When I was growing up, the notion that Christ would one day return was hardly something dear to me. I was convinced for most of my time growing up -- as I think lots of children raised in Christian households are -- that if Jesus returned, I would be excluded from the Kingdom for whatever reason.
But then I grew up and experienced the world, knew myself a little better, learned at some point to love God, and now I think about the return of Christ much differently. Now it is something I eagerly anticipate, rather than dread or fear.
I was watching the funeral service of Clementa Pinckney, the pastor who was killed in the shooting in South Carolina recently. The predominantly black congregation was singing It Is Well With My Soul and an elder prayed so fervently and passionately to the Holy Trinity for peace and for comfort in this difficult time. These people are eagerly anticipating the return of Christ because it will mean release from all their toils and suffering and injustices. One line from his prayer stuck out to me: . . . when we will have been called everything but children of God . . .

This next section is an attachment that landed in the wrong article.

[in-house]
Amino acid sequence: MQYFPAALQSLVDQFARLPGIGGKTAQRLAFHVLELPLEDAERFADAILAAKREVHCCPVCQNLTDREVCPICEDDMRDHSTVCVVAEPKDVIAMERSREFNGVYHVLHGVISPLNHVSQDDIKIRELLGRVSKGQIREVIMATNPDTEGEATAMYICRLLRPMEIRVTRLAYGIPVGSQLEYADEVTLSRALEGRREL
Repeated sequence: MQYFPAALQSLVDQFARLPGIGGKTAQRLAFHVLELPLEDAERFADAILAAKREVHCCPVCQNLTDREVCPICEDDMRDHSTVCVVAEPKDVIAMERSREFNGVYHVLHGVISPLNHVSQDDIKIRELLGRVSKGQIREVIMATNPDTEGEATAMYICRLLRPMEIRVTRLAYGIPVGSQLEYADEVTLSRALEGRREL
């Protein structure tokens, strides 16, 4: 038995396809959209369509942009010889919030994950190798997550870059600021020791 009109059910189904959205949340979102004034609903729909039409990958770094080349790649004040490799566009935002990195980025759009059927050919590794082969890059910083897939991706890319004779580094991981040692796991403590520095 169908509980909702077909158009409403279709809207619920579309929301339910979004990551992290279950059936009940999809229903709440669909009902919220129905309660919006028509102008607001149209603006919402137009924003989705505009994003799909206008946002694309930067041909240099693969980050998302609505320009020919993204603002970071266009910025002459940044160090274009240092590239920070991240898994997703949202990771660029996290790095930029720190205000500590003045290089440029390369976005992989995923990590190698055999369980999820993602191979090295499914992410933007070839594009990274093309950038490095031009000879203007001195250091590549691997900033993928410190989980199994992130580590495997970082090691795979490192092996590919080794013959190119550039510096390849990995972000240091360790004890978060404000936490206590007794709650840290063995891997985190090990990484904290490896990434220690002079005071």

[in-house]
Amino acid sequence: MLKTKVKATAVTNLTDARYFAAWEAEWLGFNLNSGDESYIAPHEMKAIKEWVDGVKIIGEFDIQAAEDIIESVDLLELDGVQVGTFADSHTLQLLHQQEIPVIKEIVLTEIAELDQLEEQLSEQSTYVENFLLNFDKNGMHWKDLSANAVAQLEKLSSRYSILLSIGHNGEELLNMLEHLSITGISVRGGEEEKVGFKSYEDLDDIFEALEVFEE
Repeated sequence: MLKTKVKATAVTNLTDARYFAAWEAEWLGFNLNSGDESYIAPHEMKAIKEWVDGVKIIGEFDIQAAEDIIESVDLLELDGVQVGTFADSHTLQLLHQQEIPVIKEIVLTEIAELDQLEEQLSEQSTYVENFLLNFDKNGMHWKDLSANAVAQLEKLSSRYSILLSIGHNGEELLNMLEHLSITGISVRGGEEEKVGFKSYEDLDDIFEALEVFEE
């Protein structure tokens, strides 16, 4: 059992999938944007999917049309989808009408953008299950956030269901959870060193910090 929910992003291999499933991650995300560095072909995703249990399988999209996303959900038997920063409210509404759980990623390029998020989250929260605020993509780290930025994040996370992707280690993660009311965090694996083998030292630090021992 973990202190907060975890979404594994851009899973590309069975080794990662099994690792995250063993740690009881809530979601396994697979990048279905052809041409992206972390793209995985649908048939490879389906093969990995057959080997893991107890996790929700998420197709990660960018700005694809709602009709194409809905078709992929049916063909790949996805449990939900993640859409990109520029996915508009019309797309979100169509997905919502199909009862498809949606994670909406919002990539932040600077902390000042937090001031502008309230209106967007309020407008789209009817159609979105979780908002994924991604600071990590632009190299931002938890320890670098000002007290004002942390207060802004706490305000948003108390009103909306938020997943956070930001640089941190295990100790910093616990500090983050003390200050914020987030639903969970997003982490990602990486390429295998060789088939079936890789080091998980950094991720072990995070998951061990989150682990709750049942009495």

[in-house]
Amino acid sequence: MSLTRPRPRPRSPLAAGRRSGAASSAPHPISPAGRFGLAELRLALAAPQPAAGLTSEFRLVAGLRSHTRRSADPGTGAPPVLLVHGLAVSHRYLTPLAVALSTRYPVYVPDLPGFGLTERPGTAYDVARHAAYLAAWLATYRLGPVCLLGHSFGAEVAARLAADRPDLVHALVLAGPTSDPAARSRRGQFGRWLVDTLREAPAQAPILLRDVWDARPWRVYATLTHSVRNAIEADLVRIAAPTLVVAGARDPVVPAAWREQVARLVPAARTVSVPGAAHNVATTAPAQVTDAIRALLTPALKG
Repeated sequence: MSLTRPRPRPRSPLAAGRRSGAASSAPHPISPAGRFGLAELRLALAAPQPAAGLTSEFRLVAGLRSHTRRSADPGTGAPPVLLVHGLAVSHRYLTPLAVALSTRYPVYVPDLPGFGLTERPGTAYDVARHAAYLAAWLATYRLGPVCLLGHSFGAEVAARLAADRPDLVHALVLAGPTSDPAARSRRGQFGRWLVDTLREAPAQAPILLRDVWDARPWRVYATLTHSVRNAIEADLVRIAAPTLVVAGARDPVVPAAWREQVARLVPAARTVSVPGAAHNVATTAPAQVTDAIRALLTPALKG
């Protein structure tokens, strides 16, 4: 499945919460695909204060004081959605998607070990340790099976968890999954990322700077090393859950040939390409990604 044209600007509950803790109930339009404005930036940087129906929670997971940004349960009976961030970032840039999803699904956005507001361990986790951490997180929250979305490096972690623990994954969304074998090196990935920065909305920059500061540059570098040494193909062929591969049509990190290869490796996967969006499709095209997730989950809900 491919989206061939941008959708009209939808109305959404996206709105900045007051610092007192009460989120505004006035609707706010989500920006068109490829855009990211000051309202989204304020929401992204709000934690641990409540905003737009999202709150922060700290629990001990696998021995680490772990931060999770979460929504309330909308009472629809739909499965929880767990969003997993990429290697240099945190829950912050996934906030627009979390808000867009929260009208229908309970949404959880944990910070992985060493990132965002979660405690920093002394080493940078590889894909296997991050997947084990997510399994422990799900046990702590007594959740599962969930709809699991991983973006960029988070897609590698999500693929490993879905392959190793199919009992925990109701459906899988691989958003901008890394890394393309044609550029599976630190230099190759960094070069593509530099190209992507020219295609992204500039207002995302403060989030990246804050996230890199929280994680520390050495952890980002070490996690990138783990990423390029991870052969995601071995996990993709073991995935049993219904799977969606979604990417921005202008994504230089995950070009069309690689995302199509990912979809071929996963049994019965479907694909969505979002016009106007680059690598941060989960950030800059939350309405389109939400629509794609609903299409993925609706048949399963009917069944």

The return of Christ is dear to Christians, even though for unbelievers it will be dreadful and terrifying, because it means the end of suffering. Imagine if you knew someone who was immensely powerful and good, far beyond the goodness of anyone else, and you knew he could come visit at any moment. It would be something you look forward to. It means the end of senseless victimization of black people. It means the end of the decapitations and horrors in the Middle East.